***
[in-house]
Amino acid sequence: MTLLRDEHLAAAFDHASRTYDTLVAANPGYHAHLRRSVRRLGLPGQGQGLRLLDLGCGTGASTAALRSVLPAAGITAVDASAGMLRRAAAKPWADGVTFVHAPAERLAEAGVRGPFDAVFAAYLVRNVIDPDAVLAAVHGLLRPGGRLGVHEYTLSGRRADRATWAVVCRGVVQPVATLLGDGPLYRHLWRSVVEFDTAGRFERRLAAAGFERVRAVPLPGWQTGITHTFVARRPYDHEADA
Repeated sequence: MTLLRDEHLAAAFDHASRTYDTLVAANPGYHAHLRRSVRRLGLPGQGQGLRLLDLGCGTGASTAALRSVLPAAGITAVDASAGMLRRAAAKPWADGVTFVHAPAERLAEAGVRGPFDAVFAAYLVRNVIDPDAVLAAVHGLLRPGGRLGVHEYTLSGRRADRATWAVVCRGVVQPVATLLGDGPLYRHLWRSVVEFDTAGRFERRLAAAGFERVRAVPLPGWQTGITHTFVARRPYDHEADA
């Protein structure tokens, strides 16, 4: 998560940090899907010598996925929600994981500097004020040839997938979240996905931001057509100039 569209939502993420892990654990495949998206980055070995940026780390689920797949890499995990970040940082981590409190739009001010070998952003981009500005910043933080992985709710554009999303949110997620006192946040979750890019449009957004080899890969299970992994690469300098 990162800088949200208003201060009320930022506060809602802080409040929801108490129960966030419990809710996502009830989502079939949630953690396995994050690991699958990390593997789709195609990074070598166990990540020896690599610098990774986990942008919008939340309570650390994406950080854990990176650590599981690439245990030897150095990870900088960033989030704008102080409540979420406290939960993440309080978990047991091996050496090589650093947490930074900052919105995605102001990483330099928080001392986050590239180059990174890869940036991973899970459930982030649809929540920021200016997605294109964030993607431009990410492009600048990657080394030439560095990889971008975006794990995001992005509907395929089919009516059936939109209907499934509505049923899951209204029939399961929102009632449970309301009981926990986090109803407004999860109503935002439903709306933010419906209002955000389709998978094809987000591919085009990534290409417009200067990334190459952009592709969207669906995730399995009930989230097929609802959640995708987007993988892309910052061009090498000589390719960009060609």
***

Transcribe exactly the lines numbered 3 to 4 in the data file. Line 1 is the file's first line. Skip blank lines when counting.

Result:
Repeated sequence: MTLLRDEHLAAAFDHASRTYDTLVAANPGYHAHLRRSVRRLGLPGQGQGLRLLDLGCGTGASTAALRSVLPAAGITAVDASAGMLRRAAAKPWADGVTFVHAPAERLAEAGVRGPFDAVFAAYLVRNVIDPDAVLAAVHGLLRPGGRLGVHEYTLSGRRADRATWAVVCRGVVQPVATLLGDGPLYRHLWRSVVEFDTAGRFERRLAAAGFERVRAVPLPGWQTGITHTFVARRPYDHEADA
């Protein structure tokens, strides 16, 4: 998560940090899907010598996925929600994981500097004020040839997938979240996905931001057509100039 569209939502993420892990654990495949998206980055070995940026780390689920797949890499995990970040940082981590409190739009001010070998952003981009500005910043933080992985709710554009999303949110997620006192946040979750890019449009957004080899890969299970992994690469300098 990162800088949200208003201060009320930022506060809602802080409040929801108490129960966030419990809710996502009830989502079939949630953690396995994050690991699958990390593997789709195609990074070598166990990540020896690599610098990774986990942008919008939340309570650390994406950080854990990176650590599981690439245990030897150095990870900088960033989030704008102080409540979420406290939960993440309080978990047991091996050496090589650093947490930074900052919105995605102001990483330099928080001392986050590239180059990174890869940036991973899970459930982030649809929540920021200016997605294109964030993607431009990410492009600048990657080394030439560095990889971008975006794990995001992005509907395929089919009516059936939109209907499934509505049923899951209204029939399961929102009632449970309301009981926990986090109803407004999860109503935002439903709306933010419906209002955000389709998978094809987000591919085009990534290409417009200067990334190459952009592709969207669906995730399995009930989230097929609802959640995708987007993988892309910052061009090498000589390719960009060609």